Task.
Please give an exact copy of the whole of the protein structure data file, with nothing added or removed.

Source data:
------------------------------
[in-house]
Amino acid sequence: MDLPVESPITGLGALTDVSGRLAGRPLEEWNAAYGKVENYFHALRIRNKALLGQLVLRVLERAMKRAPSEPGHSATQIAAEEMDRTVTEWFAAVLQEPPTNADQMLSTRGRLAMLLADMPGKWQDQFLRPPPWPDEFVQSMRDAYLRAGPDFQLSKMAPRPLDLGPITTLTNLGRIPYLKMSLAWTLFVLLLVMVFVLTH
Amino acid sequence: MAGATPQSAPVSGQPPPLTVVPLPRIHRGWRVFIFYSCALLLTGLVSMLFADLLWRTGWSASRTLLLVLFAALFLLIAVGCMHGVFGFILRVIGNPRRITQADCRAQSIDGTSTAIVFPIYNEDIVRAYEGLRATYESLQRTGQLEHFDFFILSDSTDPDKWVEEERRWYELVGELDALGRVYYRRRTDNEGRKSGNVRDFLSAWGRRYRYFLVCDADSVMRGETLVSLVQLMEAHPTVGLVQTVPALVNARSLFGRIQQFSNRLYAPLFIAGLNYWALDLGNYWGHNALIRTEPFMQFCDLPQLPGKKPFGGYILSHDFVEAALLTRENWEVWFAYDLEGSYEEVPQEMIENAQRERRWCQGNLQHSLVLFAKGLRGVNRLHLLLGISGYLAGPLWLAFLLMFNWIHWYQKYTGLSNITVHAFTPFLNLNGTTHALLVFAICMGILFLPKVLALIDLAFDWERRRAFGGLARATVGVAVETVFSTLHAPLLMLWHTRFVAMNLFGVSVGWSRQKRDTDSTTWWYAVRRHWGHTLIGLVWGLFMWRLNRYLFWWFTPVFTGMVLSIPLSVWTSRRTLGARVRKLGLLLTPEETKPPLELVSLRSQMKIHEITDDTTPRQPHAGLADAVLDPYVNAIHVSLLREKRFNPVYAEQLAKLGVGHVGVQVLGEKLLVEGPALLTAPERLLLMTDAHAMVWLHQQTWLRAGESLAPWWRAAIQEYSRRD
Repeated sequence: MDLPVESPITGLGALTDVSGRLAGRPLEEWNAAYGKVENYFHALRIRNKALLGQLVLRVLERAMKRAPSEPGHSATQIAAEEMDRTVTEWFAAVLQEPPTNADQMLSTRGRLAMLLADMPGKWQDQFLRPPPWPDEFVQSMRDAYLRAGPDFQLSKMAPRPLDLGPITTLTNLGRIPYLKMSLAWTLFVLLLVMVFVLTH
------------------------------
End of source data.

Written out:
[in-house]
Amino acid sequence: MDLPVESPITGLGALTDVSGRLAGRPLEEWNAAYGKVENYFHALRIRNKALLGQLVLRVLERAMKRAPSEPGHSATQIAAEEMDRTVTEWFAAVLQEPPTNADQMLSTRGRLAMLLADMPGKWQDQFLRPPPWPDEFVQSMRDAYLRAGPDFQLSKMAPRPLDLGPITTLTNLGRIPYLKMSLAWTLFVLLLVMVFVLTH
Amino acid sequence: MAGATPQSAPVSGQPPPLTVVPLPRIHRGWRVFIFYSCALLLTGLVSMLFADLLWRTGWSASRTLLLVLFAALFLLIAVGCMHGVFGFILRVIGNPRRITQADCRAQSIDGTSTAIVFPIYNEDIVRAYEGLRATYESLQRTGQLEHFDFFILSDSTDPDKWVEEERRWYELVGELDALGRVYYRRRTDNEGRKSGNVRDFLSAWGRRYRYFLVCDADSVMRGETLVSLVQLMEAHPTVGLVQTVPALVNARSLFGRIQQFSNRLYAPLFIAGLNYWALDLGNYWGHNALIRTEPFMQFCDLPQLPGKKPFGGYILSHDFVEAALLTRENWEVWFAYDLEGSYEEVPQEMIENAQRERRWCQGNLQHSLVLFAKGLRGVNRLHLLLGISGYLAGPLWLAFLLMFNWIHWYQKYTGLSNITVHAFTPFLNLNGTTHALLVFAICMGILFLPKVLALIDLAFDWERRRAFGGLARATVGVAVETVFSTLHAPLLMLWHTRFVAMNLFGVSVGWSRQKRDTDSTTWWYAVRRHWGHTLIGLVWGLFMWRLNRYLFWWFTPVFTGMVLSIPLSVWTSRRTLGARVRKLGLLLTPEETKPPLELVSLRSQMKIHEITDDTTPRQPHAGLADAVLDPYVNAIHVSLLREKRFNPVYAEQLAKLGVGHVGVQVLGEKLLVEGPALLTAPERLLLMTDAHAMVWLHQQTWLRAGESLAPWWRAAIQEYSRRD
Repeated sequence: MDLPVESPITGLGALTDVSGRLAGRPLEEWNAAYGKVENYFHALRIRNKALLGQLVLRVLERAMKRAPSEPGHSATQIAAEEMDRTVTEWFAAVLQEPPTNADQMLSTRGRLAMLLADMPGKWQDQFLRPPPWPDEFVQSMRDAYLRAGPDFQLSKMAPRPLDLGPITTLTNLGRIPYLKMSLAWTLFVLLLVMVFVLTH